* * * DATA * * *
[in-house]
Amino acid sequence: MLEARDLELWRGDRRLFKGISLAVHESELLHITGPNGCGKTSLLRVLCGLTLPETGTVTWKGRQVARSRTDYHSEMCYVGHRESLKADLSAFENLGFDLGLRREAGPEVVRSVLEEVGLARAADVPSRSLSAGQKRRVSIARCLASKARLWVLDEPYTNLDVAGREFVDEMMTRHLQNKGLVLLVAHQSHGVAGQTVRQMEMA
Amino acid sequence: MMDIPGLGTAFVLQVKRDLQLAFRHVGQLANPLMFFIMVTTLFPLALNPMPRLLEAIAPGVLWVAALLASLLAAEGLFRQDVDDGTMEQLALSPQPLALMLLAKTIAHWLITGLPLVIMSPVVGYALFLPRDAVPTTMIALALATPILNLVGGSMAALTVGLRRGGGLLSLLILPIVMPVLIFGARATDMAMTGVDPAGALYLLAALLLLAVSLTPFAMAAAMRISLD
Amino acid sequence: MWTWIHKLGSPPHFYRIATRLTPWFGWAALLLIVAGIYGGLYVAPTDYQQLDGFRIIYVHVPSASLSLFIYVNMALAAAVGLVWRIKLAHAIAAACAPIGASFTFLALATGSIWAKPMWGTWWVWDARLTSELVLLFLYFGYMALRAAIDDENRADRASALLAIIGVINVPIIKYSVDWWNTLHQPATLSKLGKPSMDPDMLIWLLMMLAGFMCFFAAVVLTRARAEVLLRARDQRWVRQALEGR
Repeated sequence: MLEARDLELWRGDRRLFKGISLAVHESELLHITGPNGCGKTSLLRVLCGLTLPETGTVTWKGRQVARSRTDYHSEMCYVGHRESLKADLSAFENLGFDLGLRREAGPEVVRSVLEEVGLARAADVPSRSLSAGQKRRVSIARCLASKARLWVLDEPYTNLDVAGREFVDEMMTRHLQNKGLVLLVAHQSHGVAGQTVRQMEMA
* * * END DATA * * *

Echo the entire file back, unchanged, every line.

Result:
[in-house]
Amino acid sequence: MLEARDLELWRGDRRLFKGISLAVHESELLHITGPNGCGKTSLLRVLCGLTLPETGTVTWKGRQVARSRTDYHSEMCYVGHRESLKADLSAFENLGFDLGLRREAGPEVVRSVLEEVGLARAADVPSRSLSAGQKRRVSIARCLASKARLWVLDEPYTNLDVAGREFVDEMMTRHLQNKGLVLLVAHQSHGVAGQTVRQMEMA
Amino acid sequence: MMDIPGLGTAFVLQVKRDLQLAFRHVGQLANPLMFFIMVTTLFPLALNPMPRLLEAIAPGVLWVAALLASLLAAEGLFRQDVDDGTMEQLALSPQPLALMLLAKTIAHWLITGLPLVIMSPVVGYALFLPRDAVPTTMIALALATPILNLVGGSMAALTVGLRRGGGLLSLLILPIVMPVLIFGARATDMAMTGVDPAGALYLLAALLLLAVSLTPFAMAAAMRISLD
Amino acid sequence: MWTWIHKLGSPPHFYRIATRLTPWFGWAALLLIVAGIYGGLYVAPTDYQQLDGFRIIYVHVPSASLSLFIYVNMALAAAVGLVWRIKLAHAIAAACAPIGASFTFLALATGSIWAKPMWGTWWVWDARLTSELVLLFLYFGYMALRAAIDDENRADRASALLAIIGVINVPIIKYSVDWWNTLHQPATLSKLGKPSMDPDMLIWLLMMLAGFMCFFAAVVLTRARAEVLLRARDQRWVRQALEGR
Repeated sequence: MLEARDLELWRGDRRLFKGISLAVHESELLHITGPNGCGKTSLLRVLCGLTLPETGTVTWKGRQVARSRTDYHSEMCYVGHRESLKADLSAFENLGFDLGLRREAGPEVVRSVLEEVGLARAADVPSRSLSAGQKRRVSIARCLASKARLWVLDEPYTNLDVAGREFVDEMMTRHLQNKGLVLLVAHQSHGVAGQTVRQMEMA